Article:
Suspect claims police used excessive brutality

Posted: 01/05/13 at 9:50 pm EST      Last Updated: 01/05/13 at 10:52 pm EST

SEATTLE (WHDH) -- The Seattle Police Department is facing a complaint of excessive force after a teenager being cuffed said police crossed the line.

But officers involved in the arrest tell a very different story.

It all started with an empty vehicle running next to a department store.

Suspect, Isaac Ocak came out to claim the car, but officers said they were concerned because he does not own it.

“Put yourselves in the officer's shoes. Out doing police work. Suspicious car. They make a stop,” said Sgt. Sean Whitcomb, Seattle Police Department.

Police said they tried to place him under arrest, but he resisted and even bit an officer. That's when things got ugly.

Ocak's attorney said nothing his client did warranted this level of violence, but Seattle police disagreed.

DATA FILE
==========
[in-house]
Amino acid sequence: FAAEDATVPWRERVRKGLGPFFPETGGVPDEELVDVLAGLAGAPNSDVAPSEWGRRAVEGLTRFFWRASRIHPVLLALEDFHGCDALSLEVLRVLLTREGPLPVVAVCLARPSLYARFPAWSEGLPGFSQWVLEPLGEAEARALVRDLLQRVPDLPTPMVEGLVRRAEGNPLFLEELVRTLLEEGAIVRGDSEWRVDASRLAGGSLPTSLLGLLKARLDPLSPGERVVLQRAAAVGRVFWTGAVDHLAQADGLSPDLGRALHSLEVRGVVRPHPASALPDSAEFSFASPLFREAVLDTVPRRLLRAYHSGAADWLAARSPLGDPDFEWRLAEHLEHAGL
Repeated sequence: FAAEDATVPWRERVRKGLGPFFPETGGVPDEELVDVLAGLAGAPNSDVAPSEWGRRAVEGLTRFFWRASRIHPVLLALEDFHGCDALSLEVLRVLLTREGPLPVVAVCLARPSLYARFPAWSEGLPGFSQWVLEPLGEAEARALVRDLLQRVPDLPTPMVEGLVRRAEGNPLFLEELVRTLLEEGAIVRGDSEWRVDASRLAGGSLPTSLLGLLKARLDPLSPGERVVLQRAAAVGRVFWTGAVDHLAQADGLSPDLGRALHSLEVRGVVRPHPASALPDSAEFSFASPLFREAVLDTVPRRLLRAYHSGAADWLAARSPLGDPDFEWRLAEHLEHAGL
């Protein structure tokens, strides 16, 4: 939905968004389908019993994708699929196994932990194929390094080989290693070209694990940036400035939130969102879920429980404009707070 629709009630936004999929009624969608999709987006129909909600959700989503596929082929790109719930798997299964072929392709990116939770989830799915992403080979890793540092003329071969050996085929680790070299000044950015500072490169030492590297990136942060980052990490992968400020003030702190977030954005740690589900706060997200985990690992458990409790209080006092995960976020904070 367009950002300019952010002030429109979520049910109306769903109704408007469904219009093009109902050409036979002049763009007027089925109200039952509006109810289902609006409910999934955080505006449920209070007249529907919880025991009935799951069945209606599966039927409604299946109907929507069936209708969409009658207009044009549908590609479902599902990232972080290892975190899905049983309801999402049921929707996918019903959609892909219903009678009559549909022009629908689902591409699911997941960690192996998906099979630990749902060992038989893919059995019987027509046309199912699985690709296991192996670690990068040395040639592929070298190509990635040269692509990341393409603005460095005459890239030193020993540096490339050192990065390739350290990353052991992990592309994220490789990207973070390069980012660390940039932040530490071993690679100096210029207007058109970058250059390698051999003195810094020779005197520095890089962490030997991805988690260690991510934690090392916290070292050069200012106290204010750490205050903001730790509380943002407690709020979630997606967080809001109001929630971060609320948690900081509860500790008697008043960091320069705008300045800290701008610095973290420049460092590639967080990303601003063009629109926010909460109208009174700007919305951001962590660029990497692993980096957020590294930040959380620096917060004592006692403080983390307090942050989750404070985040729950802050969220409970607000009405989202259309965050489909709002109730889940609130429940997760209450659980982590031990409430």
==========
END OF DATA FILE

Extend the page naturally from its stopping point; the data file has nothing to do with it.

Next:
“The initial stop was constitutional and that the force that was used during the course of the arrest was reasonable and necessary to take the person into custody,” said Sgt. Whitcomb.

“What was excessive is all of it. There’s absolutely no need for force at all,’ said attorney, James Egan.

The 18-year-old's attorney filed a complaint, spotlighting the lead officer in the arrest, Larry Langley.

“This officer is a bully with a badge and I think it's really unfortunate. It's a waste of taxpayer money,” said Egan.

Professor William Bailey of the University of Washington who teaches pretrial procedure sees both sides of the story.

“If they have enough probable cause to take him into custody then just do it. There was a toying back and forth that did not seem professional,” said Bailey.

But Professor Bailey also said Ocak should have been more cooperative.

“When you are placed under arrest you have to cooperate,” said Bailey.

An investigation is now underway. The suspect was charged with felony assault on a police officer. But the charge was dropped.

Have a story idea or news tip for 7NEWS?

Email: newstips@cw56.com, or call us at 1-800-280-TIPS.